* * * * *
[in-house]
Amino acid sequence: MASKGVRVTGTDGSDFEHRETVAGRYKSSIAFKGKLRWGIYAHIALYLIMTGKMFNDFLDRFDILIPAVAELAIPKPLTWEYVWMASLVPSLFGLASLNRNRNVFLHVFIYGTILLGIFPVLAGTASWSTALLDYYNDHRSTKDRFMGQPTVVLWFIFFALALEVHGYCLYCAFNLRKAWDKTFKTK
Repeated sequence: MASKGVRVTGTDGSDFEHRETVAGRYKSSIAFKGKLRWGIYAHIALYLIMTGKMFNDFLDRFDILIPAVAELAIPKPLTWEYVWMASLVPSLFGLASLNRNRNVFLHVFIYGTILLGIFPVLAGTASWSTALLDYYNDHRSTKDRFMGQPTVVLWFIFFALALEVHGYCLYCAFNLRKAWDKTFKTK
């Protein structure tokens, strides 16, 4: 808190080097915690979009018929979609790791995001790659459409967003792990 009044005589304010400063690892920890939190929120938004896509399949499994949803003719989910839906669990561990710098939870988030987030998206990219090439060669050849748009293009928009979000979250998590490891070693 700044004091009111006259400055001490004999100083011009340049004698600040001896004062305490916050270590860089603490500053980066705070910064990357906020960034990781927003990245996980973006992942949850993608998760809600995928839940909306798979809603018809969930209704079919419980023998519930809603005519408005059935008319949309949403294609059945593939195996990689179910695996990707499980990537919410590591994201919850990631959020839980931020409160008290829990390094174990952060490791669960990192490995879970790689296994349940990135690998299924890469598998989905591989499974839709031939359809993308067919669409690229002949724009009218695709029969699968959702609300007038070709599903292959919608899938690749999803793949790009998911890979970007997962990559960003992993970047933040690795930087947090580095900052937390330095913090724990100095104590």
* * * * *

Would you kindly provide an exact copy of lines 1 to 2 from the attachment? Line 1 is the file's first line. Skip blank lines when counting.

[in-house]
Amino acid sequence: MASKGVRVTGTDGSDFEHRETVAGRYKSSIAFKGKLRWGIYAHIALYLIMTGKMFNDFLDRFDILIPAVAELAIPKPLTWEYVWMASLVPSLFGLASLNRNRNVFLHVFIYGTILLGIFPVLAGTASWSTALLDYYNDHRSTKDRFMGQPTVVLWFIFFALALEVHGYCLYCAFNLRKAWDKTFKTK